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Travel Insurance is not that Expensive

Without insurance, a medical emergency on foreign soil can put a family in a financial tailspin

Article from the Seattle Times

Like many of us who live in the Pacific Northwest, Larry Sears yearns for warmth and sun when the rainy, gray days of fall and winter set in.

For the past several years, he has left his Lincoln City, Ore., home and headed for the sun, sand and warm waters of Puerto Vallarta, on Mexico's west coast, sometimes renting an apartment from October through March.

All went well this year until Jan. 6 when Sears, 56, suffered a stroke.

Having a stroke at home is bad enough, but in a foreign country it can put the traveler and his/her family through stress and financial challenges they hadn't imagined.

A traveler's regular health insurance may not cover her or him abroad. Paying a few hundred dollars for special travel insurance before a trip may save a traveler from being saddled with thousands of dollars in debt in case of an accident or illness during a trip.

A financial nightmare

In Sears' case, the first hint of how difficult being ill in a foreign country can be came just moments after his stroke. Staff of an ambulance service in Puerto Vallarta feared they might not get paid and refused to take Sears to the hospital. His friends drove him.

That night, doctors at the private hospital wanted to operate on Sears, but they needed the approval of a relative. Sears' daughter, Danielle Parker, who lives in Bonney Lake, Pierce County, was called and gave permission.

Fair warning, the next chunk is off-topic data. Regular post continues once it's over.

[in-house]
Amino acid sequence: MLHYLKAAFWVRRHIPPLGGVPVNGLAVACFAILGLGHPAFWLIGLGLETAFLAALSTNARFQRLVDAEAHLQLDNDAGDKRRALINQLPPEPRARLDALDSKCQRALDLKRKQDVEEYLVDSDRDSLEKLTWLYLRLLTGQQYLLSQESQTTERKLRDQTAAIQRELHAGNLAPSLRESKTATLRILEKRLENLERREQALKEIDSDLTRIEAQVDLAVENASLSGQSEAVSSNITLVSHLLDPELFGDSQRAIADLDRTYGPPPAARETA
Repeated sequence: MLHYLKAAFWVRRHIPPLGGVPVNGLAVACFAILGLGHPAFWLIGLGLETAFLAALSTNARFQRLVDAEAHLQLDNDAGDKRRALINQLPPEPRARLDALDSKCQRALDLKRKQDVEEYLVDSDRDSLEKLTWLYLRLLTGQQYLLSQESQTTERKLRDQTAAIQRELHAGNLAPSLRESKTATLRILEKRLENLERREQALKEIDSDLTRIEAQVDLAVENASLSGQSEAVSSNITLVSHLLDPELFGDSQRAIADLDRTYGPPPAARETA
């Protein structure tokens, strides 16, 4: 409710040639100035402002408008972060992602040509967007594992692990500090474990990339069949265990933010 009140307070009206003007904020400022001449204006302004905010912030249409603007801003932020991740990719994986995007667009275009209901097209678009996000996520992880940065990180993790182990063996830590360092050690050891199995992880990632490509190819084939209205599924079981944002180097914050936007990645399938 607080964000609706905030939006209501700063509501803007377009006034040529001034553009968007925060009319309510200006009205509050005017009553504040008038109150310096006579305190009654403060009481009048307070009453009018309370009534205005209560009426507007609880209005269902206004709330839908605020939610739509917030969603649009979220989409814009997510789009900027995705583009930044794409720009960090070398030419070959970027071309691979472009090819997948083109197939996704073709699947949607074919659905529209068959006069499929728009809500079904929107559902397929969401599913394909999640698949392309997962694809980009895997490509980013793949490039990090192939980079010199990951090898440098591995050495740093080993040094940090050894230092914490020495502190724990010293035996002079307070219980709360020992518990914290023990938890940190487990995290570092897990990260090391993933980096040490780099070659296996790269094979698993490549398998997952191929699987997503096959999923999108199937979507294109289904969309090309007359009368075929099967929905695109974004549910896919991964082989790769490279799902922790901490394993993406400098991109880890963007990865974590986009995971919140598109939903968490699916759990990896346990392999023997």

For Danielle, that was the beginning of stress and other difficulties in arranging the best care possible for her father and getting him back to the Northwest. Today, the family's financial responsibilities continue to mount, compounded by legal complications.

And the end isn't in sight.

First, there were $300 to $400 in the initial long-distance calls between the Parker home and Mexico; then, a week later, $1,600 for airline tickets, plus other travel expenses for Danielle and her husband, Jim, to leave work, arrange care for their two small children and fly to Puerto Vallarta.

"That was tough right after Christmas when we weren't expecting those expenses," Danielle Parker said.

Then another problem. What about the hospital and other bills that would await her in Mexico?

Her dad had some money, but Danielle didn't have legal access to his accounts. An attorney in Oregon who knew Sears and his former wife came to the rescue and got a temporary court order so Danielle could get money from one of Sears' investment accounts.